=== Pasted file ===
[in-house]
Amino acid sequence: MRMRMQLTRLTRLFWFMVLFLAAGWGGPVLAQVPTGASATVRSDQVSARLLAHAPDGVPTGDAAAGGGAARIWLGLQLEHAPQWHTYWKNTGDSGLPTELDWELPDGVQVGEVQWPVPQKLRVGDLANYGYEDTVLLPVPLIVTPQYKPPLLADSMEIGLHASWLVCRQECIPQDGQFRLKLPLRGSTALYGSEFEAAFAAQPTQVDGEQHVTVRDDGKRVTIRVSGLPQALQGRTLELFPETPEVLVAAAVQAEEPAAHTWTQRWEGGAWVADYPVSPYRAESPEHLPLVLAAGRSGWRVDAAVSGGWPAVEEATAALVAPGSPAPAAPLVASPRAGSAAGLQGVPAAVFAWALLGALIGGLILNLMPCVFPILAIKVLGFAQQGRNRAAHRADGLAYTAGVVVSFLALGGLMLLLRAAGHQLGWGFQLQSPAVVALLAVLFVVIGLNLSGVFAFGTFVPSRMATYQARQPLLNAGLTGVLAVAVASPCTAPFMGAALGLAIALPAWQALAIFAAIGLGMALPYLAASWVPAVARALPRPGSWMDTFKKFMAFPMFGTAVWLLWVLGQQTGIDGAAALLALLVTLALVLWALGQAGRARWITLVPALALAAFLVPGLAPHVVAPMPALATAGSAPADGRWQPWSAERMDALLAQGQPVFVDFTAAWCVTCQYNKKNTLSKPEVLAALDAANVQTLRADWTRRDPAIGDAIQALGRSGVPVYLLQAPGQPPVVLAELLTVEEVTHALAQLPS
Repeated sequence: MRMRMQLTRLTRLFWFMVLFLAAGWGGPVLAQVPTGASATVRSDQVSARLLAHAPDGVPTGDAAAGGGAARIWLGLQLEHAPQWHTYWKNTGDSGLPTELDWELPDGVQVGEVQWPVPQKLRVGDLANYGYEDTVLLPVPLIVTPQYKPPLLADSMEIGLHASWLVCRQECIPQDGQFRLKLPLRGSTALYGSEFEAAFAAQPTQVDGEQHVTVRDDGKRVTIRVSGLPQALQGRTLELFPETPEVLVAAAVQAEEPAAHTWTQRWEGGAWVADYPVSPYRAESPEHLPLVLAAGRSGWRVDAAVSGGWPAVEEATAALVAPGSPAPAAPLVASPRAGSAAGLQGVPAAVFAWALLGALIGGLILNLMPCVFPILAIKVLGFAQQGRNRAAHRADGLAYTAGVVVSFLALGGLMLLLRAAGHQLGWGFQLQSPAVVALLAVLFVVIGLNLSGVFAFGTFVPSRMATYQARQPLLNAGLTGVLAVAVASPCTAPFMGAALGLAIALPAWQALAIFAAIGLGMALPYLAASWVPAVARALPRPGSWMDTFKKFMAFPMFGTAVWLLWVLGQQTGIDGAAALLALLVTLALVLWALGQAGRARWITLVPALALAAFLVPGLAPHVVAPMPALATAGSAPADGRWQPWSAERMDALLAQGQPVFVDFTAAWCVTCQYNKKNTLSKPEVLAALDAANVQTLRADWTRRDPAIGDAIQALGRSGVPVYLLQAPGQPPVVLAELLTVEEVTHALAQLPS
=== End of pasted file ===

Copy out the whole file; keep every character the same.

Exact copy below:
[in-house]
Amino acid sequence: MRMRMQLTRLTRLFWFMVLFLAAGWGGPVLAQVPTGASATVRSDQVSARLLAHAPDGVPTGDAAAGGGAARIWLGLQLEHAPQWHTYWKNTGDSGLPTELDWELPDGVQVGEVQWPVPQKLRVGDLANYGYEDTVLLPVPLIVTPQYKPPLLADSMEIGLHASWLVCRQECIPQDGQFRLKLPLRGSTALYGSEFEAAFAAQPTQVDGEQHVTVRDDGKRVTIRVSGLPQALQGRTLELFPETPEVLVAAAVQAEEPAAHTWTQRWEGGAWVADYPVSPYRAESPEHLPLVLAAGRSGWRVDAAVSGGWPAVEEATAALVAPGSPAPAAPLVASPRAGSAAGLQGVPAAVFAWALLGALIGGLILNLMPCVFPILAIKVLGFAQQGRNRAAHRADGLAYTAGVVVSFLALGGLMLLLRAAGHQLGWGFQLQSPAVVALLAVLFVVIGLNLSGVFAFGTFVPSRMATYQARQPLLNAGLTGVLAVAVASPCTAPFMGAALGLAIALPAWQALAIFAAIGLGMALPYLAASWVPAVARALPRPGSWMDTFKKFMAFPMFGTAVWLLWVLGQQTGIDGAAALLALLVTLALVLWALGQAGRARWITLVPALALAAFLVPGLAPHVVAPMPALATAGSAPADGRWQPWSAERMDALLAQGQPVFVDFTAAWCVTCQYNKKNTLSKPEVLAALDAANVQTLRADWTRRDPAIGDAIQALGRSGVPVYLLQAPGQPPVVLAELLTVEEVTHALAQLPS
Repeated sequence: MRMRMQLTRLTRLFWFMVLFLAAGWGGPVLAQVPTGASATVRSDQVSARLLAHAPDGVPTGDAAAGGGAARIWLGLQLEHAPQWHTYWKNTGDSGLPTELDWELPDGVQVGEVQWPVPQKLRVGDLANYGYEDTVLLPVPLIVTPQYKPPLLADSMEIGLHASWLVCRQECIPQDGQFRLKLPLRGSTALYGSEFEAAFAAQPTQVDGEQHVTVRDDGKRVTIRVSGLPQALQGRTLELFPETPEVLVAAAVQAEEPAAHTWTQRWEGGAWVADYPVSPYRAESPEHLPLVLAAGRSGWRVDAAVSGGWPAVEEATAALVAPGSPAPAAPLVASPRAGSAAGLQGVPAAVFAWALLGALIGGLILNLMPCVFPILAIKVLGFAQQGRNRAAHRADGLAYTAGVVVSFLALGGLMLLLRAAGHQLGWGFQLQSPAVVALLAVLFVVIGLNLSGVFAFGTFVPSRMATYQARQPLLNAGLTGVLAVAVASPCTAPFMGAALGLAIALPAWQALAIFAAIGLGMALPYLAASWVPAVARALPRPGSWMDTFKKFMAFPMFGTAVWLLWVLGQQTGIDGAAALLALLVTLALVLWALGQAGRARWITLVPALALAAFLVPGLAPHVVAPMPALATAGSAPADGRWQPWSAERMDALLAQGQPVFVDFTAAWCVTCQYNKKNTLSKPEVLAALDAANVQTLRADWTRRDPAIGDAIQALGRSGVPVYLLQAPGQPPVVLAELLTVEEVTHALAQLPS